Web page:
Adulterers and Political Comebacks: The Cases of Spitzer, Weiner, and Sanford
Prostitution seems to be a Ticket to Ride the Political Waves
We have finally found a place for reformed over-sexed men who fell from political office as a result of disgraceful personal behavior. Last week, Eliot Spitzer announced his candidacy for New York City comptroller. One barrier in his way is whether he will receive a sufficient number of signatures to qualify for the ballot. That issue aside, I felt compelled to blog about this story because of the unusual irony that Spitzer is running against a woman who played a major role in his fall from grace. Moreover, Spitzer resigned as governor in 2008 amidst a scandal surrounding his use of prostitutes.
Manhattan Madam Kristin Davis has been campaigning for comptroller for half a year, and there’s an even chance that she could now directly face her former client in a debate, years after she was sent to jail for operating the call girl service that Spitzer frequented, even though Spitzer never saw any criminal prosecution.
Federal investigators found that Spitzer, known as Client No. 9 at Davis’s escort service, had been with a variety of prostitutes, but was most frequently with Ashley Dupre, 28, one of the more popular young women for whom Davis arranged discreet encounters.
Davis, who’s running as a Libertarian, told KPIX11 News that at her next encounter with Spitzer, which will be strictly political, she intends to grill him about what he stands for, noting the record and reputation he’s left thus far. I can just see it now. Davis asks Spitzer whether his character lapses should disqualify him from office. Spitzer answers: “Isn’t this like the pot calling the kettle black?”
To make matters even more bizarre in “The Big Apple,” disgraced former Congressman, Anthony Weiner, is running for mayor of NYC. Weiner is tied or slightly ahead of his opponent. How can this be given that he resigned his position after he was caught sending lewd photos of himself on Twitter?
They say politics is full of second chances. I get it. We all deserve to have a second chance after making a mistake. However, true remorsefulness and a promise not to repeat the offending behavior should be a prerequisite to receive the public’s forgiveness, not some political self-serving statement. For most politicians caught doing the wrong thing, their admission of guilt comes only after being caught. Their statements of remorse seem motivated by their being caught rather than true contrition. A good example is Mark Sanford, the former Governor of South Carolina, who recently won in a special election earlier this year to fill a vacant U.S. House seat in South Carolina.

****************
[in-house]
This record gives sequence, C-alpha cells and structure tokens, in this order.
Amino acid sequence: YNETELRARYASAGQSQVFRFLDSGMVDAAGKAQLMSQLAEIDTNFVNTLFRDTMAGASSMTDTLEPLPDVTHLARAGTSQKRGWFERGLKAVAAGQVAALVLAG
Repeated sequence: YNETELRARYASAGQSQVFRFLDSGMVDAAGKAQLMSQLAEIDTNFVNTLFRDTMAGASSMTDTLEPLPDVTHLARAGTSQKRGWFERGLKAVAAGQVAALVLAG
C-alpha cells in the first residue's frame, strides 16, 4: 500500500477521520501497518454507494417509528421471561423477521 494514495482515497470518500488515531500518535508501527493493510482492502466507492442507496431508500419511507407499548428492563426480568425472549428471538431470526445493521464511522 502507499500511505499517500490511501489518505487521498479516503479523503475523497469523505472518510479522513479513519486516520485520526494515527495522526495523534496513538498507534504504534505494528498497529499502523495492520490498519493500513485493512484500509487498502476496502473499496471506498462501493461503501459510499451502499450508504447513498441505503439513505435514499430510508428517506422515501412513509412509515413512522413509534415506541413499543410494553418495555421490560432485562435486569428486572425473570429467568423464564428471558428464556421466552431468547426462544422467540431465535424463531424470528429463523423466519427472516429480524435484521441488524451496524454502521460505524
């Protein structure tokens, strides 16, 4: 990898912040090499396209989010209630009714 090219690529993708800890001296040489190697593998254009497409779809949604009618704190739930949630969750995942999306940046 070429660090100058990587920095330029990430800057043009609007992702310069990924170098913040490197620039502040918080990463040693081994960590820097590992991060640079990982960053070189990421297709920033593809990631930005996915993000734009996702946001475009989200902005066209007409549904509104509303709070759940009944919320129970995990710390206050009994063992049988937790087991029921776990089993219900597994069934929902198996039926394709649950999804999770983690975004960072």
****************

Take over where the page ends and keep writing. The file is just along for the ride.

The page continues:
Sanford had sounded a spiritual note in his resignation address, thanking “God’s role in all of this,” and calling himself an “imperfect man” who was “saved by God’s grace.” Of course he said these kinds of things. He is representing South Carolinians who care about such matters not New Yorkers who care more that Joey Chestnut ate 69 hot dogs in the annual July 4 Nathan’s hot-dog gluttony-fest.
The former governor beat Democrat Elizabeth Colbert Busch, the sister of comedian Stephen Colbert Busch [Stephen probably would have won], for the state’s 1st congressional district. Busch had made Sanford’s 2009 disappearance to be with his Argentinean mistress, which led to an ethics investigation into his travel, a major campaign issue.
I hope Spitzer and Weiner both win because then they can announce their new campaign manager – Heidi Fleiss, the former “Hollywood Madam.” Or, she might qualify for head of the Department of Commerce given her past successes. Fleiss made her first million dollars after only four months in the business as a madam, and that on her slowest night she made $10,000. By 1991 and 1992, she was so successful that she began rejecting girls to work for her. In June 1993, she was arrested for multiple charges, including attempted pandering. Pandering fits right in with the political climate in Washington, D.C., New York, and elsewhere.
Blog posted by Steven Mintz, aka Ethics Sage, on July 9, 2013